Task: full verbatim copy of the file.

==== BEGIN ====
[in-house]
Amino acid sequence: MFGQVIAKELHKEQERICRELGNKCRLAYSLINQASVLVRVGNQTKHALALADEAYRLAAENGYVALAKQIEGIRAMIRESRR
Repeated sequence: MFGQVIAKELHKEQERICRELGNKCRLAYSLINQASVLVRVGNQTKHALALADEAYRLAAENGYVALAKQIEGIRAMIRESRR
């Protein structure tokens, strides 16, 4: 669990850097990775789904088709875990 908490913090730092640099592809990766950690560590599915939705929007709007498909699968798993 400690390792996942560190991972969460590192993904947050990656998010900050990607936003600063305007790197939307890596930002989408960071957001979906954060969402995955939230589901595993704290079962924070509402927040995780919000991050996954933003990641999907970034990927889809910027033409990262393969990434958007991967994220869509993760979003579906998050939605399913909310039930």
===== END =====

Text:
[in-house]
Amino acid sequence: MFGQVIAKELHKEQERICRELGNKCRLAYSLINQASVLVRVGNQTKHALALADEAYRLAAENGYVALAKQIEGIRAMIRESRR
Repeated sequence: MFGQVIAKELHKEQERICRELGNKCRLAYSLINQASVLVRVGNQTKHALALADEAYRLAAENGYVALAKQIEGIRAMIRESRR
């Protein structure tokens, strides 16, 4: 669990850097990775789904088709875990 908490913090730092640099592809990766950690560590599915939705929007709007498909699968798993 400690390792996942560190991972969460590192993904947050990656998010900050990607936003600063305007790197939307890596930002989408960071957001979906954060969402995955939230589901595993704290079962924070509402927040995780919000991050996954933003990641999907970034990927889809910027033409990262393969990434958007991967994220869509993760979003579906998050939605399913909310039930």